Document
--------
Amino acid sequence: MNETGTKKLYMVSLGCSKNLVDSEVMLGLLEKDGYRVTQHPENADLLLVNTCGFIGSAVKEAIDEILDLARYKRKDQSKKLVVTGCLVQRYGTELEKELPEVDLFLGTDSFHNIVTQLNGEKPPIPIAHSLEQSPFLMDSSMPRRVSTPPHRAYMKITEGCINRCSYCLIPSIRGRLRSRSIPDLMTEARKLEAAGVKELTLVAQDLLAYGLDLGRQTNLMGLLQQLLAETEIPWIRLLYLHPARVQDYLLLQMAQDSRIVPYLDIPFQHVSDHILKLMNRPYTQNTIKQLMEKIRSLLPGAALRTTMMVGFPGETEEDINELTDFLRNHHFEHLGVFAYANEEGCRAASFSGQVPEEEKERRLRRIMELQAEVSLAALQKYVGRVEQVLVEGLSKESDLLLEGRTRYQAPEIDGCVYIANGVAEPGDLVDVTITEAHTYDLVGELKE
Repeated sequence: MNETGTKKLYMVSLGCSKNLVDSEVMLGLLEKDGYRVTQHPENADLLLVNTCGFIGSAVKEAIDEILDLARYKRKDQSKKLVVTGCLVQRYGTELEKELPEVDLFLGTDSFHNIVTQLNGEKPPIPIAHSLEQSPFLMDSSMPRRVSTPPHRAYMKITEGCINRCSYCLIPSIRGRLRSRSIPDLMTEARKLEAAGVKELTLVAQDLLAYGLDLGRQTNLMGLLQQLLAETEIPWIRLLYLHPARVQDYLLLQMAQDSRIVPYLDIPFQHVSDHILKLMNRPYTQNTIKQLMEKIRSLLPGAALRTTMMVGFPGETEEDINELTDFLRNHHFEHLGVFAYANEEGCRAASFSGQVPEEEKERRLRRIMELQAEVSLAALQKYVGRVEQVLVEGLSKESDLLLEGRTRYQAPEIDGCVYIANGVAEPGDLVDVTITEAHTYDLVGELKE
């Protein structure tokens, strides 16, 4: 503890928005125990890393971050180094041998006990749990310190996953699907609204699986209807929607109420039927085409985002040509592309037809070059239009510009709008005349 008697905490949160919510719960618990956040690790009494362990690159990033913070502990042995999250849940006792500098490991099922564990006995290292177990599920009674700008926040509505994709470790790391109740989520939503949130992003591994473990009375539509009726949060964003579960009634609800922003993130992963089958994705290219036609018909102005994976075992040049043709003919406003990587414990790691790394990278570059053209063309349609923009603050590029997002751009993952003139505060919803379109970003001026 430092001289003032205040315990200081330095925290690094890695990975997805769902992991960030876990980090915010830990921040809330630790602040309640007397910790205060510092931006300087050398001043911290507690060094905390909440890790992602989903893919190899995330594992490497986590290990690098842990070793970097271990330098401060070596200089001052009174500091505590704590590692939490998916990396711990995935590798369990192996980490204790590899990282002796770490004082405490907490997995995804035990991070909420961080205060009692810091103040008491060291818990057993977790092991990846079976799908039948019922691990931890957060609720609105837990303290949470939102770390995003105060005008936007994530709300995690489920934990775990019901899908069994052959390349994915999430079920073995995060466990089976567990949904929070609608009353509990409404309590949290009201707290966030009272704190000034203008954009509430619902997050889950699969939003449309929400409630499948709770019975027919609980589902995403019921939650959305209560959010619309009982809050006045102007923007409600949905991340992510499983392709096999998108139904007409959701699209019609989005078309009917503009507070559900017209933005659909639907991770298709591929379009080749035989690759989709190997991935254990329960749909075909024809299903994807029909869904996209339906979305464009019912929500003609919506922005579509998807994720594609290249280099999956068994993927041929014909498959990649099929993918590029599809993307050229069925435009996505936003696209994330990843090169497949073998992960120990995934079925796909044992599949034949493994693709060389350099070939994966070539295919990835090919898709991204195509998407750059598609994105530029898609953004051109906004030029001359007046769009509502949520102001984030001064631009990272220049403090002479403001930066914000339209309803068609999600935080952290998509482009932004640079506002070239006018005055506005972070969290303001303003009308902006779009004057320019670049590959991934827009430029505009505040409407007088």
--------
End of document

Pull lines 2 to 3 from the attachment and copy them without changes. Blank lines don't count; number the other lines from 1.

Repeated sequence: MNETGTKKLYMVSLGCSKNLVDSEVMLGLLEKDGYRVTQHPENADLLLVNTCGFIGSAVKEAIDEILDLARYKRKDQSKKLVVTGCLVQRYGTELEKELPEVDLFLGTDSFHNIVTQLNGEKPPIPIAHSLEQSPFLMDSSMPRRVSTPPHRAYMKITEGCINRCSYCLIPSIRGRLRSRSIPDLMTEARKLEAAGVKELTLVAQDLLAYGLDLGRQTNLMGLLQQLLAETEIPWIRLLYLHPARVQDYLLLQMAQDSRIVPYLDIPFQHVSDHILKLMNRPYTQNTIKQLMEKIRSLLPGAALRTTMMVGFPGETEEDINELTDFLRNHHFEHLGVFAYANEEGCRAASFSGQVPEEEKERRLRRIMELQAEVSLAALQKYVGRVEQVLVEGLSKESDLLLEGRTRYQAPEIDGCVYIANGVAEPGDLVDVTITEAHTYDLVGELKE
């Protein structure tokens, strides 16, 4: 503890928005125990890393971050180094041998006990749990310190996953699907609204699986209807929607109420039927085409985002040509592309037809070059239009510009709008005349 008697905490949160919510719960618990956040690790009494362990690159990033913070502990042995999250849940006792500098490991099922564990006995290292177990599920009674700008926040509505994709470790790391109740989520939503949130992003591994473990009375539509009726949060964003579960009634609800922003993130992963089958994705290219036609018909102005994976075992040049043709003919406003990587414990790691790394990278570059053209063309349609923009603050590029997002751009993952003139505060919803379109970003001026 430092001289003032205040315990200081330095925290690094890695990975997805769902992991960030876990980090915010830990921040809330630790602040309640007397910790205060510092931006300087050398001043911290507690060094905390909440890790992602989903893919190899995330594992490497986590290990690098842990070793970097271990330098401060070596200089001052009174500091505590704590590692939490998916990396711990995935590798369990192996980490204790590899990282002796770490004082405490907490997995995804035990991070909420961080205060009692810091103040008491060291818990057993977790092991990846079976799908039948019922691990931890957060609720609105837990303290949470939102770390995003105060005008936007994530709300995690489920934990775990019901899908069994052959390349994915999430079920073995995060466990089976567990949904929070609608009353509990409404309590949290009201707290966030009272704190000034203008954009509430619902997050889950699969939003449309929400409630499948709770019975027919609980589902995403019921939650959305209560959010619309009982809050006045102007923007409600949905991340992510499983392709096999998108139904007409959701699209019609989005078309009917503009507070559900017209933005659909639907991770298709591929379009080749035989690759989709190997991935254990329960749909075909024809299903994807029909869904996209339906979305464009019912929500003609919506922005579509998807994720594609290249280099999956068994993927041929014909498959990649099929993918590029599809993307050229069925435009996505936003696209994330990843090169497949073998992960120990995934079925796909044992599949034949493994693709060389350099070939994966070539295919990835090919898709991204195509998407750059598609994105530029898609953004051109906004030029001359007046769009509502949520102001984030001064631009990272220049403090002479403001930066914000339209309803068609999600935080952290998509482009932004640079506002070239006018005055506005972070969290303001303003009308902006779009004057320019670049590959991934827009430029505009505040409407007088």